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Ingeniería e Investigación

Print version ISSN 0120-5609

Ing. Investig. vol.34 no.2 Bogotá May/Aug. 2014

Goal oriented requirements engineering in data warehouses: A comparative study

Ingeniería de requerimientos orientado a objetivos en almacenes de datos: un estudio comparativo

A. Cravero Leal1, S. Sepúlveda2, A. Mate3, J.-N. Mazón4 and J. Trujillo5

1 Ania Cravero Leal. Dra. en Ciencias de la Computación y Sistemas, Universidad de La Frontera, Dep. Ingeniería de Sistemas-Centro de Estudios en Ingeniería de Software, Temuco, Chile. E-mail:

2 Samuel Sepúlveda. Dr (c) en Aplicaciones de la Informática, Universidad de La Frontera, Dep. Ingeniería de Sistemas-Centro de Estudios en Ingeniería de Software, Temuco, Chile. E-mail:

3 Alejandro Mate. Dr (c) en Aplicaciones de la Informática, Universidad de Alicante, Dep. de Lenguajes y Sistemas Informáticos, Alicante, España. E-mail:

4 José-Norberto Mazón. Dr. en Informática, Universidad de Alicante, DLSI, Alicante, España. E-mail:

5 Juan Trujillo. Dr. Ingeniero en Informática, Universidad de Alicante, DLSI, Alicante, España. E-mail:

How to cite: Cravero, A., Sepúlveda, S., Mate, A., Mazón, J. -N., & Trujillo, J. (2014). Goal oriented requirements engineering in data warehouses: A comparative study. Ingeniería e Investigación, 34(2), 66-70.


Data warehouses provide historical information about the organization that needs to be analyzed by the decision makers; therefore, it is essential to develop them in the context of a strategic business plan. In recent years, a number of engineering approaches for goal-oriented requirements have been proposed, which can obtain the information requirements of a data warehouse using traditional techniques and the objectives of the modeling. This paper provides an overview and a comparative study of the treatment of the requirements in the existing approaches to serve as a starting point for further research.

Keywords: Requirements Engineering, Goal Oriented, Data Warehouses.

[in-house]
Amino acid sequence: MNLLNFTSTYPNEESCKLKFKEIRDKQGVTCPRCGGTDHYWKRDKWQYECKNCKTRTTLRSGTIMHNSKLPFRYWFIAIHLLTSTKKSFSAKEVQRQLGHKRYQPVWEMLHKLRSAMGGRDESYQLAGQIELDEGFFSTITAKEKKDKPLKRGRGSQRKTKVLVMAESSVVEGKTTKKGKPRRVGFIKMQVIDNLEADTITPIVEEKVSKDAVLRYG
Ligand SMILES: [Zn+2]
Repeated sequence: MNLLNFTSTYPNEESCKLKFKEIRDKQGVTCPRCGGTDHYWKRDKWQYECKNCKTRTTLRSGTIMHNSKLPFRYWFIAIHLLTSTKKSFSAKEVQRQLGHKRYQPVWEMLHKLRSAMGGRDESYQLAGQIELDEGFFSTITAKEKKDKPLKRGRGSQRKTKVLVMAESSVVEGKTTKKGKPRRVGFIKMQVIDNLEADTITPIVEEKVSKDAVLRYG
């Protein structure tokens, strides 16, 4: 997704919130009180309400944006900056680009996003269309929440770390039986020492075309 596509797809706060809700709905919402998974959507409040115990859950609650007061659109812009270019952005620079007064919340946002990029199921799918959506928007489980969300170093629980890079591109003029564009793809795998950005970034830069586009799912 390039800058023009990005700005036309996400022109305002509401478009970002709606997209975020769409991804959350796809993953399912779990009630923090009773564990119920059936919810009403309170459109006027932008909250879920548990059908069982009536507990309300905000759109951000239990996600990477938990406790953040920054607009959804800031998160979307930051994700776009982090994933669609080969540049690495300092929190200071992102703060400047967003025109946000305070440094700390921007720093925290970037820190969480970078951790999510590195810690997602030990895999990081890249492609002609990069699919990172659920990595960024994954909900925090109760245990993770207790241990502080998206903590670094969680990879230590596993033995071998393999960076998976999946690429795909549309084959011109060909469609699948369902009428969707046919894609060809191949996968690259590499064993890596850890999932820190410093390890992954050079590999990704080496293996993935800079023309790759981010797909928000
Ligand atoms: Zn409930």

Los almacenes de datos proveen información histórica de la organización que requiere ser analizada por los tomadores de decisiones, por lo que es primordial desarrollarlos en el contexto del plan estratégicos del negocio. En los últimos años se han propuesto una serie de enfoques de ingeniería de requerimientos orientada a objetivos que permiten obtener los requisitos de información, a cubrir por el almacén de datos, mediante técnicas tradicionales y del modelado de objetivos. Este trabajo, ofrece una visión general y un estudio comparativo del tratamiento de los requisitos en los actuales enfoques con el fin de servir de punto de inicio a posteriores trabajos de investigación.

Palabras clave: Ingeniería de Requerimientos, Orientado a Objetivos, Almacenes de Datos.

Received: June 24th 2013 Accepted: February 28th 2014


Data Warehouses (DW) are a collection of historical data of any type of organization. The historical data are analyzed by the decision-makers, converting the data into strategic information to support the decision-making process (Giorgini, et al., 2005). These DWs integrate a huge amount of data coming from heterogeneous data sources in a multidimensional (MD) model. This model enables the users to access the data in a more natural way, by means of its structure, composed of facts (measures of analysis) and dimensions (context of the fact analysis) (Kimball, & Ross, 2002; Mazón, et al. 2007).